Duality is inherent in things. It’s just not the finality. But without that duality, there would be no paradox, which points to the deeper unity within the duality or the plurality. Even Buddhism recognises this, with its discernment between “Ultimate Truth” and “Relative Truth” — a duality, but yet a paradox. A certain tension of the contraries is necessary for anything to be and to exist at all, a reality also recognised by Blake.

    • InfiniteWarrior says :

      I kept expecting someone to pounce on McGilchrist’s insights and run with idea that they justify the war cry, “tear down the patriarchy!” I’m sure someone has, but Anja Beerepoot (for one) writes in more holistic terms of “balanced feminism.”

      Wholeness, an inner partnership, is possible when human qualities, now usually designated as masculine or feminine, are seen as part of the spectrum for everyone. In the male world, intellectual development (rational thinking, data-based information, objectivity, the realm of the mind) is fostered and rewarded; emotional development (feeling, intuition, aesthetic appreciation, subjectivity, the real of the heart), usually not. When both are important, both sides of the personality develop and both hemispheres of the brain are used.

    • davidm58 says :

      Yes, and I’m guessing most of us reading this are likely to be more left of center, politically. So it’s easier for us to see how the Right is the left brain in the current political landscape. But as you say, “both sides are certainly in their deficient modes.”

      So, how can we take this info and introspect into our own deficiency? Edgar Morin was able to do this.

      “Drake (2002) writes that Morin was ‘one of the few PCF (French Communist Party) intellectuals who refused to blindly follow the Party line’ (p. 70) Exploring such phenomena as self-deception, cognitive dissonance, groupthink, and authoritarian/totalitarian thinking and behavior in himself and in “the party,” we find another theme that will run through all of Morin’s future work. In his 7 Complex Lessons in Education for the Future (Morin, 2001), a document Morin wrote at the request of UNESCO, the first lesson is about self-deception and combating “error and illusion.” How is it that we let ourselves literally become possessed by ideas, by the party, by our “faith,” by our “cause,” even by what we believe to be “science?”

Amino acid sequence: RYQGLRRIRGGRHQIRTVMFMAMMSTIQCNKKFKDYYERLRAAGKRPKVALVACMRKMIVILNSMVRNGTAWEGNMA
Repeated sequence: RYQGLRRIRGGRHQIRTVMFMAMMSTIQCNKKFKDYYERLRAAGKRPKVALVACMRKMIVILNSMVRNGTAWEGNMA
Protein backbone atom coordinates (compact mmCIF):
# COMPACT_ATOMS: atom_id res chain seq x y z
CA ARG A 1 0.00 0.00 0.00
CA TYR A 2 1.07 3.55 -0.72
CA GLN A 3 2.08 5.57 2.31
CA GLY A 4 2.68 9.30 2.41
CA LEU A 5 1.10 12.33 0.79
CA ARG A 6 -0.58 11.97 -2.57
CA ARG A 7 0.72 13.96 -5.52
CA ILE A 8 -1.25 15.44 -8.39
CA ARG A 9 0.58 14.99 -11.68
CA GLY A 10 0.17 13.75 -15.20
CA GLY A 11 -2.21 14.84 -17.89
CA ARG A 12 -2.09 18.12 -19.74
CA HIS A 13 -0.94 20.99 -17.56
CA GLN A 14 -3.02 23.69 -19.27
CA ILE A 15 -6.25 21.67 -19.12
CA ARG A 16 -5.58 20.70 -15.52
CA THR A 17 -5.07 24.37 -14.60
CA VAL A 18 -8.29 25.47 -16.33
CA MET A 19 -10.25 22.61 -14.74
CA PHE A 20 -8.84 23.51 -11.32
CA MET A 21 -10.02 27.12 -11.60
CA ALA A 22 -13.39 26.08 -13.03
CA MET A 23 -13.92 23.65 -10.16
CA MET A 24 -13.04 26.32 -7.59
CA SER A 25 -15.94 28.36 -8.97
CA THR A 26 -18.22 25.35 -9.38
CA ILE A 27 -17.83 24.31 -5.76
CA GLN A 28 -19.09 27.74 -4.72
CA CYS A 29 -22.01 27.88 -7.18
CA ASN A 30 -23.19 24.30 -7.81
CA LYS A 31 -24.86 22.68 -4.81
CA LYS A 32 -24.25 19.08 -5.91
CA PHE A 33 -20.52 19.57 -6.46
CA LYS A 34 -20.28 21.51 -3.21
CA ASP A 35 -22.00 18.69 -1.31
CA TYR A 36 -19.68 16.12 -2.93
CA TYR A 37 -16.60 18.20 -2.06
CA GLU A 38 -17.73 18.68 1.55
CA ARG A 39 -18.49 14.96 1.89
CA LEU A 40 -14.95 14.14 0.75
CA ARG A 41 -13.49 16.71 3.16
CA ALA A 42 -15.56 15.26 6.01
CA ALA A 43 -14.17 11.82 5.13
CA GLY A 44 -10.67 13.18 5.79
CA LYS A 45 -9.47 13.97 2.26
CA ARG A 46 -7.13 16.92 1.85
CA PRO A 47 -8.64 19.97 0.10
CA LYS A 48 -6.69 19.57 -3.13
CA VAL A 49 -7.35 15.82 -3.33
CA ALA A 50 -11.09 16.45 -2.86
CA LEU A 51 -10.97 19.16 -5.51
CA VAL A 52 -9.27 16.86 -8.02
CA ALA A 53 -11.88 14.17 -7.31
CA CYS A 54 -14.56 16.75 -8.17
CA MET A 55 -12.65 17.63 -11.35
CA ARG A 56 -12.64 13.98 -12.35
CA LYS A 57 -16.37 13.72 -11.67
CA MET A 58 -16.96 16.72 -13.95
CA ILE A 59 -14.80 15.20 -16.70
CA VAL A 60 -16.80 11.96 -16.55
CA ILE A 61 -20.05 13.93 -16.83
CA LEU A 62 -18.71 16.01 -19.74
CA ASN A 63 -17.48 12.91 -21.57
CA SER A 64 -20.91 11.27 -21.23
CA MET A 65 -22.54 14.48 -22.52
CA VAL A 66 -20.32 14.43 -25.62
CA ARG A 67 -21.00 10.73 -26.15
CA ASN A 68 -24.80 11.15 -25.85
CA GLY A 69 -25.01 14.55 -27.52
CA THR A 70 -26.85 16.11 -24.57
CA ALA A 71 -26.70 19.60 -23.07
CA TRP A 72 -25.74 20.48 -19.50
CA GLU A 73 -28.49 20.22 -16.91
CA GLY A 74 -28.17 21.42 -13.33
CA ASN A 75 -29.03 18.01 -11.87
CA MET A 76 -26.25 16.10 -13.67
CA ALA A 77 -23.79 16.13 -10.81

…We normally assume that we have ideas; however, it became clear to Morin that ideas can also have us – literally possess us. Human beings can literally be possessed by ideologies and belief systems, whether on the left or the right, whether in science or religion. Henceforth, Morin’s effort will be to develop a form of thinking – and of being in the world – that is always self-reflective and self-critical, always open and creative, always eager to challenge the fundamental assumptions underlying a system of thought.”

      – Alfonso Montouri, Foreword to Edgar Morin’s book “On Complexity.”

      • InfiniteWarrior says :

        We were conversing a while back about how it is that “original” thoughts occur to us whereas unoriginal(?) thoughts are the kinds of thoughts we just kind of reach into our conditional baggage and pull out when the need arises.

      • InfiniteWarrior says :

        the Right is the left brain

        That’s a notion that I tend to dismiss. Authoritarianism is obviously not the exclusive province of the so-called “political right.”

        It may be an imperfect map, but the “political compass” nonetheless remains useful as a referent, imho.